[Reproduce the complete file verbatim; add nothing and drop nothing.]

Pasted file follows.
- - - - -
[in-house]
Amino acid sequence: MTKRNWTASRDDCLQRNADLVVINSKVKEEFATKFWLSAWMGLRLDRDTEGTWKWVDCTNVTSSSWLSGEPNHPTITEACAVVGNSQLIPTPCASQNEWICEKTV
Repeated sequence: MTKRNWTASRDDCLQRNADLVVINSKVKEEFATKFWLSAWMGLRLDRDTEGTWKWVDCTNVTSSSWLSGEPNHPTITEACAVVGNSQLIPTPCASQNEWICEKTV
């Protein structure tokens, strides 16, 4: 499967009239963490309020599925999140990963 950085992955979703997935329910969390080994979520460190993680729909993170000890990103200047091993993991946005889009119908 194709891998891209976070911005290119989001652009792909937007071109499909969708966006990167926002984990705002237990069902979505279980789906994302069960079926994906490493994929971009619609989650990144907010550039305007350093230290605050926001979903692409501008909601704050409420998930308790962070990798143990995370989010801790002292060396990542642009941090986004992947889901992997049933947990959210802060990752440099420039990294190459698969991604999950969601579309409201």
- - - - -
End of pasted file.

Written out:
[in-house]
Amino acid sequence: MTKRNWTASRDDCLQRNADLVVINSKVKEEFATKFWLSAWMGLRLDRDTEGTWKWVDCTNVTSSSWLSGEPNHPTITEACAVVGNSQLIPTPCASQNEWICEKTV
Repeated sequence: MTKRNWTASRDDCLQRNADLVVINSKVKEEFATKFWLSAWMGLRLDRDTEGTWKWVDCTNVTSSSWLSGEPNHPTITEACAVVGNSQLIPTPCASQNEWICEKTV
């Protein structure tokens, strides 16, 4: 499967009239963490309020599925999140990963 950085992955979703997935329910969390080994979520460190993680729909993170000890990103200047091993993991946005889009119908 194709891998891209976070911005290119989001652009792909937007071109499909969708966006990167926002984990705002237990069902979505279980789906994302069960079926994906490493994929971009619609989650990144907010550039305007350093230290605050926001979903692409501008909601704050409420998930308790962070990798143990995370989010801790002292060396990542642009941090986004992947889901992997049933947990959210802060990752440099420039990294190459698969991604999950969601579309409201």